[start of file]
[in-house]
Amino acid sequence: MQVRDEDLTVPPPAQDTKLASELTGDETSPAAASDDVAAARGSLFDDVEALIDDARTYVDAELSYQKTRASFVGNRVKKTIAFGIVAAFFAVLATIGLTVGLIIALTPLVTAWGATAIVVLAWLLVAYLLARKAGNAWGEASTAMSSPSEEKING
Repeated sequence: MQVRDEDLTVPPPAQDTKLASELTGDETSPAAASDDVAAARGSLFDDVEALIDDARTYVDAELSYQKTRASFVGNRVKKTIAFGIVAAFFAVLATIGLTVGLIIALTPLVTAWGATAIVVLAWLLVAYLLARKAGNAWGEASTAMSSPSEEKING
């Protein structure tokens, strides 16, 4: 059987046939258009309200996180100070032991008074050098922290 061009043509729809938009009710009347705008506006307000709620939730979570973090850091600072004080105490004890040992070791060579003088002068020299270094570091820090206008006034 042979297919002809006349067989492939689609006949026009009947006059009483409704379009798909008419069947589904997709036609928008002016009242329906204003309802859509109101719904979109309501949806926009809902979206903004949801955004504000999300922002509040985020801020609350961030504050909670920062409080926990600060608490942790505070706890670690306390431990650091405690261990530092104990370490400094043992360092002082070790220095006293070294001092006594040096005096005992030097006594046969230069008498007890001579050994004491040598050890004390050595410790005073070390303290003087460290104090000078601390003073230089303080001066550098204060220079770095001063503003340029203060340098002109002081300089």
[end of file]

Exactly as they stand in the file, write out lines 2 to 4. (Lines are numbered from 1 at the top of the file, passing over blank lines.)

Amino acid sequence: MQVRDEDLTVPPPAQDTKLASELTGDETSPAAASDDVAAARGSLFDDVEALIDDARTYVDAELSYQKTRASFVGNRVKKTIAFGIVAAFFAVLATIGLTVGLIIALTPLVTAWGATAIVVLAWLLVAYLLARKAGNAWGEASTAMSSPSEEKING
Repeated sequence: MQVRDEDLTVPPPAQDTKLASELTGDETSPAAASDDVAAARGSLFDDVEALIDDARTYVDAELSYQKTRASFVGNRVKKTIAFGIVAAFFAVLATIGLTVGLIIALTPLVTAWGATAIVVLAWLLVAYLLARKAGNAWGEASTAMSSPSEEKING
């Protein structure tokens, strides 16, 4: 059987046939258009309200996180100070032991008074050098922290 061009043509729809938009009710009347705008506006307000709620939730979570973090850091600072004080105490004890040992070791060579003088002068020299270094570091820090206008006034 042979297919002809006349067989492939689609006949026009009947006059009483409704379009798909008419069947589904997709036609928008002016009242329906204003309802859509109101719904979109309501949806926009809902979206903004949801955004504000999300922002509040985020801020609350961030504050909670920062409080926990600060608490942790505070706890670690306390431990650091405690261990530092104990370490400094043992360092002082070790220095006293070294001092006594040096005096005992030097006594046969230069008498007890001579050994004491040598050890004390050595410790005073070390303290003087460290104090000078601390003073230089303080001066550098204060220079770095001063503003340029203060340098002109002081300089």